St Germain (aka Ludovic Navarre), whose albums Boulevard (1995) and Tourist (2000) originated a genre of French electronic music that later included artists like Daft Punk, has returned to the studio to create his first album in 15 years. The self-titled record marries percussive grooves, which have always been central to St Germain’s sound, with a new element: traditional Malian music. Parlophone/Nonesuch Records release St Germain on October 9, 2015.
The album features various musicians and singers from the African diaspora including Malian kora players Mamadou Cherif Soumano and Cheikh Lo Ouza Diallo, Malian violinist Zoumana Tereta, and Senegalese bass player Alioune Wade (Ismael Lô) amongst others. Notably, St Germain also includes contributions from revered Malian guitarist and n’goni player Guimba Kouyata whom Brian Eno recently heralded as “the greatest guitar player I’ve heard for years and years.”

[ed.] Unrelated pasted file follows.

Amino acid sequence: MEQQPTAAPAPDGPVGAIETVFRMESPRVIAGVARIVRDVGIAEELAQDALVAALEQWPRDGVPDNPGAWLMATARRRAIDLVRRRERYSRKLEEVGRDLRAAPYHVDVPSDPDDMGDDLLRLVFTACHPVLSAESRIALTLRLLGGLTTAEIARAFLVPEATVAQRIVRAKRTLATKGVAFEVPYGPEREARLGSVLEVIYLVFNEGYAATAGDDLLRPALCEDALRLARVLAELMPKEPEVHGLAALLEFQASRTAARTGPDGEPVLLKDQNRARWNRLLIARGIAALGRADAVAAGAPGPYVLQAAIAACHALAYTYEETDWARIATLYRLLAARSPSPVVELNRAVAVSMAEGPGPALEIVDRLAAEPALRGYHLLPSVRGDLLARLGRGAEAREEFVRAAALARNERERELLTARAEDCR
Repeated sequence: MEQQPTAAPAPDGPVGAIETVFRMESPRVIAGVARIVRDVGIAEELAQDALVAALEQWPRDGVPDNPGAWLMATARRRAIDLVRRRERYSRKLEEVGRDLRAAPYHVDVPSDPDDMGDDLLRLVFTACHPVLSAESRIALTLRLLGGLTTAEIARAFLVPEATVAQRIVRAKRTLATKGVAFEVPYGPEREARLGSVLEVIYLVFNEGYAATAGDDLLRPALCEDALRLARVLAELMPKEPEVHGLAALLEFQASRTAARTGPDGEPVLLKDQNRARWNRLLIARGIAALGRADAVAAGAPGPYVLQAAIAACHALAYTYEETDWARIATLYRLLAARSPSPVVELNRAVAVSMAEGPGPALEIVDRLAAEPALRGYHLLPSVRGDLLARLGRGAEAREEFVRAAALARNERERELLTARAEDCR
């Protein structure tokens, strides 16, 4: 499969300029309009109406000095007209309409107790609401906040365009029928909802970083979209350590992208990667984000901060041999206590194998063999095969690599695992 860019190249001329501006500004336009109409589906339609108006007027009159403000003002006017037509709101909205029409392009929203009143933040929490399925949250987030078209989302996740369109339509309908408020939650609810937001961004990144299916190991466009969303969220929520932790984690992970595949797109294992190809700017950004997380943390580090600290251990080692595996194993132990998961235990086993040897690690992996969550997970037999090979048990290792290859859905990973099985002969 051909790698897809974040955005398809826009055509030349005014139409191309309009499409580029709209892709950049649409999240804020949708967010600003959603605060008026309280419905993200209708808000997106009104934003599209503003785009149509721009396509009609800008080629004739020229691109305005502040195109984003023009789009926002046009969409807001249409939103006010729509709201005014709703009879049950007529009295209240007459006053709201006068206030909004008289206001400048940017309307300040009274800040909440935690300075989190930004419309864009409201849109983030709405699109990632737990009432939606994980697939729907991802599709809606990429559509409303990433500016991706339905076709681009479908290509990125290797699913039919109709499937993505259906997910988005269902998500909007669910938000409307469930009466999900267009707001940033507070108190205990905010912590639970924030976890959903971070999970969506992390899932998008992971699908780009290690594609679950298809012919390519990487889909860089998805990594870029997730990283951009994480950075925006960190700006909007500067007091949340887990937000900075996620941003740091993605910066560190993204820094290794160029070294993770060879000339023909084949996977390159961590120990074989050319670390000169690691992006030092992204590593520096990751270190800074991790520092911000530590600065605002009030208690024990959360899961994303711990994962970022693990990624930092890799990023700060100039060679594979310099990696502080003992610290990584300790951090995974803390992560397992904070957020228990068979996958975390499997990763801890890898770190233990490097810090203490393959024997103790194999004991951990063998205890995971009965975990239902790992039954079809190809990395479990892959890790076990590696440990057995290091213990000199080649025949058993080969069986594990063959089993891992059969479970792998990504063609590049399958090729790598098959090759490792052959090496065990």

St Germain’s move closer to the source of the jazz and blues elements that were essential ingredients in Boulevard and the internationally acclaimed Tourist led to his interest in those genres’ roots in West African music. Tourist, which sold nearly three million copies worldwide (more than 300,000 in the U.S. alone), was equally embraced by jazz and electronic music circles, reaching #1 on Billboard’s Contemporary Jazz Albums chart and being named one of the Best Albums of the Year by Rolling Stone. In France, the album won three Victoires de la Musique awards (the French equivalent of GRAMMYs), including Best Jazz Album, Best Electronic Album and Best Live Performance.
On the 250-show Tourist tour, St Germain performed at venues ranging from London’s historic Royal Albert Hall to the Glastonbury and Coachella festivals, with guests including Herbie Hancock, Jamaican guitarist Ernest Ranglin, Jamaican jazz pianist Monty Alexander and legendary French jazz vocalist Claude Nougaro. Following the release of St Germain, Navarre will return to the road, beginning a European in November. A spring U.S. tour will be announced at a later date.
“Navarre remains a sly master of the textural mix; a producer whose sweeping effects and atmospheric auras become part of the structure of the tunes.” — NPR
“The fire still rages inside…World rhythms and deep groves from a French Touch master – never strays from the sublime.” — Mixmag
“St Germain hasn’t blunted his cutting edge…extends his reach with a tasteful blend of dexterous musicianship and smooth syncopated beats…plus an African-flavored fusion.” — The Independent on Sunday, UK